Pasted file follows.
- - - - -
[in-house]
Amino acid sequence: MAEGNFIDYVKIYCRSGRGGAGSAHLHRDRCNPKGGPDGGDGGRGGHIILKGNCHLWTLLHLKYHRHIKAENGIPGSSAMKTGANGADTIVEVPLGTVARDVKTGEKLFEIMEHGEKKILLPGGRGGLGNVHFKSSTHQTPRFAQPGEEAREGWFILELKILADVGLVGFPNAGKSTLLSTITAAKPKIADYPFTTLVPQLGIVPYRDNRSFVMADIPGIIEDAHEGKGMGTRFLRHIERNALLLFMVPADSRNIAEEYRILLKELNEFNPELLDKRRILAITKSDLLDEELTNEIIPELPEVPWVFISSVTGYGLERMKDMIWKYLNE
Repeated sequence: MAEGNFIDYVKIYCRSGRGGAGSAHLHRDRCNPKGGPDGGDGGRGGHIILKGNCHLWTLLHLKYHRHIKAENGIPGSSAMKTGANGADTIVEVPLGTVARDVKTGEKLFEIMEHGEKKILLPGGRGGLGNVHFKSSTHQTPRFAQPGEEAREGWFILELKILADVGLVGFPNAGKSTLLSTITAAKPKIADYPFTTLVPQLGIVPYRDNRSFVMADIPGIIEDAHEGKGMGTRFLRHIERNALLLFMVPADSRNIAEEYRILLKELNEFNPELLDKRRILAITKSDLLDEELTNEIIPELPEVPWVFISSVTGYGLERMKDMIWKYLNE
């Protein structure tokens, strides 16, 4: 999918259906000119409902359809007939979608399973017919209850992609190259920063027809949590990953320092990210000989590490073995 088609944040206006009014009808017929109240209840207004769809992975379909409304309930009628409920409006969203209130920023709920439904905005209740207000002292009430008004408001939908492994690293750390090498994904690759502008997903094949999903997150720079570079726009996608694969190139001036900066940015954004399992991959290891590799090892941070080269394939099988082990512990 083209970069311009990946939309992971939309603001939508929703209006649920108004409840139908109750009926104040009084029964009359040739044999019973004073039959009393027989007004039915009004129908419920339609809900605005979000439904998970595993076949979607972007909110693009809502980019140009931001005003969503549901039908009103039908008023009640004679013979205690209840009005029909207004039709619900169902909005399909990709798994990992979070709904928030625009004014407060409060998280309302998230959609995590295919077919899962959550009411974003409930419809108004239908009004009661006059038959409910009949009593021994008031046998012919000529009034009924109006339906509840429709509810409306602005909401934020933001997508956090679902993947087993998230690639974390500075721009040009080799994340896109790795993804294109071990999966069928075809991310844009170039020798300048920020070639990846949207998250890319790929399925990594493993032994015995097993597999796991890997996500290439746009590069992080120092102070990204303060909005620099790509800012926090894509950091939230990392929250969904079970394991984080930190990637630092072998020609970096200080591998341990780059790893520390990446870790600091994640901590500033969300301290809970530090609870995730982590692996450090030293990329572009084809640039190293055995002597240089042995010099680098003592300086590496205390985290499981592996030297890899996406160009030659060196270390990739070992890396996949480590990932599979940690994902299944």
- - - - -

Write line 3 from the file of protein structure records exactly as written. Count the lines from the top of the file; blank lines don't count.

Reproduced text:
Repeated sequence: MAEGNFIDYVKIYCRSGRGGAGSAHLHRDRCNPKGGPDGGDGGRGGHIILKGNCHLWTLLHLKYHRHIKAENGIPGSSAMKTGANGADTIVEVPLGTVARDVKTGEKLFEIMEHGEKKILLPGGRGGLGNVHFKSSTHQTPRFAQPGEEAREGWFILELKILADVGLVGFPNAGKSTLLSTITAAKPKIADYPFTTLVPQLGIVPYRDNRSFVMADIPGIIEDAHEGKGMGTRFLRHIERNALLLFMVPADSRNIAEEYRILLKELNEFNPELLDKRRILAITKSDLLDEELTNEIIPELPEVPWVFISSVTGYGLERMKDMIWKYLNE